Feast Day of Santa Lucia, Beginning of the Christmas Season, December 13
According to legend, Santa Lucia, a fourth-century Sicilian virgin, wore a wreath of candles to light her way as she brought food to Christians hiding in dark tunnels to escape persecution. (The story is particularly appealing to Swedes, whose country is dark during much of the winter.) Her generosity is reenacted every year on the morning of December 13, when the eldest daughter of each Swedish family, dressed in a white gown (usually with a red sash, representing the blood of the martyred saint) and an illuminated crown, brings a tray of saffron buns and hot coffee to her parents in bed.
The essence: The ritual evokes Lucia's spirit of compassion and hope in bleak times.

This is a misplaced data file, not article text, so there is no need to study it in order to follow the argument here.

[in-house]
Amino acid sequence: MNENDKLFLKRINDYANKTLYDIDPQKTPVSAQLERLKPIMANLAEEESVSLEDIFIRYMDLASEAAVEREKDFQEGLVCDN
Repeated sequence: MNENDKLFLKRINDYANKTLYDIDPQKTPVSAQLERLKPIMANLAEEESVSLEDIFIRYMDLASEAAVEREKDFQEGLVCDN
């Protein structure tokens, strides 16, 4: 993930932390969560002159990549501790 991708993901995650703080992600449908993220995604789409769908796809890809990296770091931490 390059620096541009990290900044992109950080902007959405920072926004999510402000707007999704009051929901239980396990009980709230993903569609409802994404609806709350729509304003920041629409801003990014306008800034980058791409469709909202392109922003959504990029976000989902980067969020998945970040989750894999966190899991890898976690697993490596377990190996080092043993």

An Open Door, a Loaf of Bread, and a Dark-Haired Man, New Year's Eve
The Irish light a candle and, at the last stroke of midnight, throw open their front doors to welcome the New Year, and they hope that a dark-haired man will be the first person to cross the threshold, a good-luck omen. In some places, women beat the door with loaves of bread while yelling, "A Happy New Year!"
The essence: The bread ritual ensures ample food in the coming year (and that dark-haired man doesn't sound so bad, either).